Any person, organization or other entity can make scholarly work public. As long as the criteria for FAIR output are met, this is considered publishing a work. There will be no action in academy commons that is restricted to publishing companies or entities that currently act as such (e.g. scholarly societies), nor are they excluded. In order to participate in academy commons, publishers must ensure that work adheres to ethical guidelines for treatment of human and animal subjects and reject work that does not.
Any person, organization or other entity (including publishing companies or entities that currently act as such, e.g. scholarly societies) will be welcomed in academy commons for providing services that help the publication, preservation, dissemination and assessment of scholarly work, as long as these services and the outputs they produce comply with principles the commons share. Commoners will, as a best practice, use publishers that are in line with their shared principles.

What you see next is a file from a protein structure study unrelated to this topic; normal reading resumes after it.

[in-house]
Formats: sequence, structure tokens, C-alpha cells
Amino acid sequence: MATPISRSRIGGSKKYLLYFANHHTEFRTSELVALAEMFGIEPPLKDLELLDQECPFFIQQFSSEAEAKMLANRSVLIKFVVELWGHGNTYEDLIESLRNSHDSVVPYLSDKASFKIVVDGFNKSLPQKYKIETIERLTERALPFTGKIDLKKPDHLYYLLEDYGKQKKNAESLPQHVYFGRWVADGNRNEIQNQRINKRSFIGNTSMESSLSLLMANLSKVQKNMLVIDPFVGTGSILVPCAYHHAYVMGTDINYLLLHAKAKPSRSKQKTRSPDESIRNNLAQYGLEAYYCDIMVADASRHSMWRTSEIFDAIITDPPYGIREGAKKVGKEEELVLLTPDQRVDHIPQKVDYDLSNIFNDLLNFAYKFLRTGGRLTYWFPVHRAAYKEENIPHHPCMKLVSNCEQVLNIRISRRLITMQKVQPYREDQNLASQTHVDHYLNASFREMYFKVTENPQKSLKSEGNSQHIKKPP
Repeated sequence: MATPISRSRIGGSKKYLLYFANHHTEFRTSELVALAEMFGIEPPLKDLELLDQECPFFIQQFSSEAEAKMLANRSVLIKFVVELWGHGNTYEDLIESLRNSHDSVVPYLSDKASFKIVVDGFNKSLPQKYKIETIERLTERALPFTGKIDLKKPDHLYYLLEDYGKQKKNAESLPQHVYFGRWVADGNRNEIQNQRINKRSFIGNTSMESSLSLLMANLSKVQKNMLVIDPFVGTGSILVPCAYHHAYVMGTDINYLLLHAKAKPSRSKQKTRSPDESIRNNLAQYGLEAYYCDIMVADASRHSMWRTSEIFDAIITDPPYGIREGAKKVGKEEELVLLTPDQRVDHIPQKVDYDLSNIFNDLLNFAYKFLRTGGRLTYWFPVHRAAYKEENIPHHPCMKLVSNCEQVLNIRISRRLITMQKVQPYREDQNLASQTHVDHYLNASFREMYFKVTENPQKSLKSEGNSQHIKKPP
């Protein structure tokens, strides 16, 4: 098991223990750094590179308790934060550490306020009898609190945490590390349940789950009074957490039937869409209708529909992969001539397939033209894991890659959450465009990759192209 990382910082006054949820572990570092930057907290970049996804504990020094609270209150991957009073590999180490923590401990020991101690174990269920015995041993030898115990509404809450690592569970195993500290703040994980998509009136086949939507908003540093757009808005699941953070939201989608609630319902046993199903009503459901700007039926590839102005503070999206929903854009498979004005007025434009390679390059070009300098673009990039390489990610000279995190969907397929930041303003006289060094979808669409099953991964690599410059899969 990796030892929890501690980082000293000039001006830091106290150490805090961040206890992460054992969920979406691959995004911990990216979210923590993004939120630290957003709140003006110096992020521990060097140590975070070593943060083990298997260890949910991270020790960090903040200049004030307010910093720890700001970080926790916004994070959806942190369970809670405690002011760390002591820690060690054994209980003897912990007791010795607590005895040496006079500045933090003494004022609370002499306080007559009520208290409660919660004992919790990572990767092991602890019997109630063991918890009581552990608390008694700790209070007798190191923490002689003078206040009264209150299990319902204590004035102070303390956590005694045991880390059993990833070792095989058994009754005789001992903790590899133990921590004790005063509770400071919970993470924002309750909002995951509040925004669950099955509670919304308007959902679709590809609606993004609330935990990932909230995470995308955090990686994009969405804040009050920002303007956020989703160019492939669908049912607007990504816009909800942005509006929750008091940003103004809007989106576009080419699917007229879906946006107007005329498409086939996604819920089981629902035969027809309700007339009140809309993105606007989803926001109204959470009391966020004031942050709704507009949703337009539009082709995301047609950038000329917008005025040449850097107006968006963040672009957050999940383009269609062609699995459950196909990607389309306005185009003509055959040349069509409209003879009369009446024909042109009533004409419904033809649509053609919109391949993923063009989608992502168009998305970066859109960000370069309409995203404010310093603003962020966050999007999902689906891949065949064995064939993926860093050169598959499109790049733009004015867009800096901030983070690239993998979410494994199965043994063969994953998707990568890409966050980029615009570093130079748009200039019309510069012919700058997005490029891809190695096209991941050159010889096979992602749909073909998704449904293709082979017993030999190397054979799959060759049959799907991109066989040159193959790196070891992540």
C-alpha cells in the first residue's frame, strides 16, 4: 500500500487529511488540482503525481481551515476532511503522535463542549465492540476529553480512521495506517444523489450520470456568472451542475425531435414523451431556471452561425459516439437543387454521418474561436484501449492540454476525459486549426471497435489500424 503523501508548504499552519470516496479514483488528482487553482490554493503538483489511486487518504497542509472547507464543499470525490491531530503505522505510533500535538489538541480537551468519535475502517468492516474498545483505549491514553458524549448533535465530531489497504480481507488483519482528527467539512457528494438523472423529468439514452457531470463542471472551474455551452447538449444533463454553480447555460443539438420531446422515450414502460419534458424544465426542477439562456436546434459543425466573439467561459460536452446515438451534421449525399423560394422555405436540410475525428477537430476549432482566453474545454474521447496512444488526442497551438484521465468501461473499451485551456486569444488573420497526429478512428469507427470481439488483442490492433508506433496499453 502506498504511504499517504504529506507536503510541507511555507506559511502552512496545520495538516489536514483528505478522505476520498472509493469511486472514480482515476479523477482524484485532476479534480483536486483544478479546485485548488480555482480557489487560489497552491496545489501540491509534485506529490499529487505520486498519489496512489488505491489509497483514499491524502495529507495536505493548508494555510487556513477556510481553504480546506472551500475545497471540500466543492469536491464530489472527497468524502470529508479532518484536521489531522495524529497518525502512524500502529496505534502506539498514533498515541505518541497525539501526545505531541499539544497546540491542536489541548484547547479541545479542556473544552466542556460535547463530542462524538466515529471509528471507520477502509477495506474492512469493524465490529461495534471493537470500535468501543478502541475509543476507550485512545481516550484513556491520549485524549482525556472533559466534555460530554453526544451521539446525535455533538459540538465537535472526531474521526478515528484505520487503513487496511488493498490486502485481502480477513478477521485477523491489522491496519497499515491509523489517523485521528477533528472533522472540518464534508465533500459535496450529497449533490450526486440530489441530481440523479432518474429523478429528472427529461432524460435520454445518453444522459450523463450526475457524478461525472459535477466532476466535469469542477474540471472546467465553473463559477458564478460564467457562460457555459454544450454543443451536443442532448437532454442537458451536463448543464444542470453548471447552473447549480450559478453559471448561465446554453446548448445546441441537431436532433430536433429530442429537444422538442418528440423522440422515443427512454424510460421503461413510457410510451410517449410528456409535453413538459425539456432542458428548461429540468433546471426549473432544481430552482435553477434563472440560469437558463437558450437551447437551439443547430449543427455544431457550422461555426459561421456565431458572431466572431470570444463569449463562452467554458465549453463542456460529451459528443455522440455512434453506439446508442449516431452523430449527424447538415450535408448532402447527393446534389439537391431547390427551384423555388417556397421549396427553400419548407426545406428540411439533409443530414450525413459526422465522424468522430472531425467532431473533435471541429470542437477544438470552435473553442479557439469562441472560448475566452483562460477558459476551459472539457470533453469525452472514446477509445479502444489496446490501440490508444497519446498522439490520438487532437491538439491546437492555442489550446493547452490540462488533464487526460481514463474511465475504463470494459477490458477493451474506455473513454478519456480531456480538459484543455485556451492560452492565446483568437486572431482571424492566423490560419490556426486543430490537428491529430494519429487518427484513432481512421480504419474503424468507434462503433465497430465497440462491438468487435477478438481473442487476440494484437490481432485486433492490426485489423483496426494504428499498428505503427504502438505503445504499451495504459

Good examples: preprint servers, overlay journals, open peer review platforms, The Winnower, Matters
Bad examples: journals not accepting articles made available as preprints, publishers restricting deposition of publication in a repository
How to assess:
--variety of publication forms, publication platforms
--variety in types and forms of publication that are accepted by funding agencies and tenure and promotion committees
--no restrictions made by publishers (of any kind) as to the use and reuse of published work
--persistent versioning of scholarly works across publication platforms
Adapted from Version .05 Force11 Commons Principles http://bit.ly/2r8mWPT